- Cook until wine is reduced by one-half, about 1 minute. Add herbs and lemon juice. Whisk in remaining butter. Season with salt and pepper.
- Divide scallops among 4 plates. Spoon sauce over scallops.
Reduction is the process of thickening and intensifying the flavour of a liquid through rapid boiling. In the case of wine, it distills the mixture, causing most of the alcohol to burn away and leaving only the essential flavours. It is used most often in the preparation of sauces, gravies and syrups.
Both of these recipes first appeared in Duncan Holmes’s article “Wine Rules” in the September issue of Quench.
Creamy Dijon Chicken
- 250 g chicken breast (more if you have more people)
Sauce (enough for 4 breasts)
- 3 tbsp butter
- 1 tbsp finely-chopped onions
- 1 tbsp minced fresh garlic
- 125 ml dry white wine
- 1 cup whipping cream
- 3 tbsp Dijon mustard
- 3 tbsp finely chopped chives
- Melt the butter in a frying pan and stir in the onion and garlic. Sauté for 1 minute on high-ish heat.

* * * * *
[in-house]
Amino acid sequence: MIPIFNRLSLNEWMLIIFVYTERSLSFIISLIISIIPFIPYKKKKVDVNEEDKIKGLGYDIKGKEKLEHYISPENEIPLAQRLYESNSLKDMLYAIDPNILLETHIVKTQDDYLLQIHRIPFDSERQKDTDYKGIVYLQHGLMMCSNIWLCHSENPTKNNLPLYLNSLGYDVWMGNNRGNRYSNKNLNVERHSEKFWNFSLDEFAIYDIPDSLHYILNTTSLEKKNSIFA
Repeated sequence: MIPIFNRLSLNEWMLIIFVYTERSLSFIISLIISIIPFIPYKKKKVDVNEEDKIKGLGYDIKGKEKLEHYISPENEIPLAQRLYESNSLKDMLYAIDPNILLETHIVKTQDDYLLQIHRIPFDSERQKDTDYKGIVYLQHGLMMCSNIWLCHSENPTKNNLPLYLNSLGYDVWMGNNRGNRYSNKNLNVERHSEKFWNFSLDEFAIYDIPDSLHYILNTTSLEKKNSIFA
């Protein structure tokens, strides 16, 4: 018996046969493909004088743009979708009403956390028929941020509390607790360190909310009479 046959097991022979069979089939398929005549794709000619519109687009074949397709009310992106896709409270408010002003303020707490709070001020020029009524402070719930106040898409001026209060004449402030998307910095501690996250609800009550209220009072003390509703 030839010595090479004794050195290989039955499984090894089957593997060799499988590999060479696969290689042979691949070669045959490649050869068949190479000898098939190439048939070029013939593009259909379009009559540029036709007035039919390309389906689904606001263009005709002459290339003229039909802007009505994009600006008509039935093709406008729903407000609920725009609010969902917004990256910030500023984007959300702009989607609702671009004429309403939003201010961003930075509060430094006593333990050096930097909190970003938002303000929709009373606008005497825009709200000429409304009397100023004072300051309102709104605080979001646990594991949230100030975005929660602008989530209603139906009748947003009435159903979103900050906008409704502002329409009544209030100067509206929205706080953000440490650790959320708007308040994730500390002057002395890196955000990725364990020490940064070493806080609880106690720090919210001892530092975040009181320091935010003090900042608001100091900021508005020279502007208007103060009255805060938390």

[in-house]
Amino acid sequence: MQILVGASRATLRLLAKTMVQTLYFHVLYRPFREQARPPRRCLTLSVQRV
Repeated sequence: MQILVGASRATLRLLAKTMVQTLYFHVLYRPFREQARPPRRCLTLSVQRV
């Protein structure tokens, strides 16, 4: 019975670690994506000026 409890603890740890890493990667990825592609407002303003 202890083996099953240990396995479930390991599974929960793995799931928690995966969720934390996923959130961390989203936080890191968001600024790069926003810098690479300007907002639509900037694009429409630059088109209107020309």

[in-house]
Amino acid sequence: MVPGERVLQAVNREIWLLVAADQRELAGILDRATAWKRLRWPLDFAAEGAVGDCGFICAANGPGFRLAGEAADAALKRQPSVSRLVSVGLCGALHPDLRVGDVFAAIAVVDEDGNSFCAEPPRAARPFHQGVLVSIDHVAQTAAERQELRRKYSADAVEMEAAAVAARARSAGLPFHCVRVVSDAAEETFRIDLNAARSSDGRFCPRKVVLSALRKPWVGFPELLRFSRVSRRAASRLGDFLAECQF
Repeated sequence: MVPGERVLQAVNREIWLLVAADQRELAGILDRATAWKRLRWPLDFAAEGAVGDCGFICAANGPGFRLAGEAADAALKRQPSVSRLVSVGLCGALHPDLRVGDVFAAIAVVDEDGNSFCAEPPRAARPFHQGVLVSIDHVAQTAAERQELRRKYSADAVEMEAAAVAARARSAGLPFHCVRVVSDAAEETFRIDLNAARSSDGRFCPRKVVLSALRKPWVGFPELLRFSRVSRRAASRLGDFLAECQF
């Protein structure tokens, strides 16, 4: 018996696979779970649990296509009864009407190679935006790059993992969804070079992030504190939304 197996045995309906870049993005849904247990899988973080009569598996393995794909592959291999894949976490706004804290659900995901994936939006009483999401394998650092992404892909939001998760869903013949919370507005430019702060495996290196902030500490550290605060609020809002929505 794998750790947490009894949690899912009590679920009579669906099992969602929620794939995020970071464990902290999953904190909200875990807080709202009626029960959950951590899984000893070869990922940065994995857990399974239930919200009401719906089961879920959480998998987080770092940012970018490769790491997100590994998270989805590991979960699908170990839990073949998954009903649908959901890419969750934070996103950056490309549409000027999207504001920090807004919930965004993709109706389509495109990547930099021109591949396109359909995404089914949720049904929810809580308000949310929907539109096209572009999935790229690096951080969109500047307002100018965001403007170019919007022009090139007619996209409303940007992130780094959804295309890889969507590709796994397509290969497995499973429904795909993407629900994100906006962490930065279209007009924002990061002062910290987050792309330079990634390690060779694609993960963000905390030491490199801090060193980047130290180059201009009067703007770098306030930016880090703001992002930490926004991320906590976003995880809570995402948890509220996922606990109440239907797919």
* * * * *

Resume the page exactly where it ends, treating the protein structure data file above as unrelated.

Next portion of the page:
- Add the wine, stir and cook for 1 minute. Reduce the heat, add the cream and cook until reduced and thickened. Remove from heat and stir in the mustard. Maintain the sauce at about 140˚F until ready to serve.
- The chicken breasts can be baked in a 350˚F oven until cooked and golden, but are much better done on the barbecue. Butterfly them if you wish.
- Ladle on the sauce and sprinkle with chives. Serve with roast potato and vegetables.
Oyster Gratin with Champagne and Chives
- 16 oysters, removed from the shell (reserved in their liquor)
- 1 tsp shallot, chopped
- 100 ml champagne
- 4 tsp brunoise of leek/carrot/fennel
- 1/2 cup whipping cream
- 1/2 tsp lemon juice
- Salt and ground white pepper to taste
- 2 tbsp Hollandaise sauce
- 2 tsp chives
- Poach the oysters lightly in the champagne with the chopped shallots and then remove them, set aside.
- Reduce the champagne cooking liquid over moderate heat by half. Add the brunoise of vegetable and whipping cream, reduce again by half. Season with salt and white pepper. Add a squeeze of lemon juice for freshness.
- Remove the reduction from the heat. Fold in the Hollandaise sauce and chives.
- Divide the oysters into 4 soup plates. Spoon the sauce over and then place the plates under the broiler to gratinée.
Gordon Ramsay Prepares Brill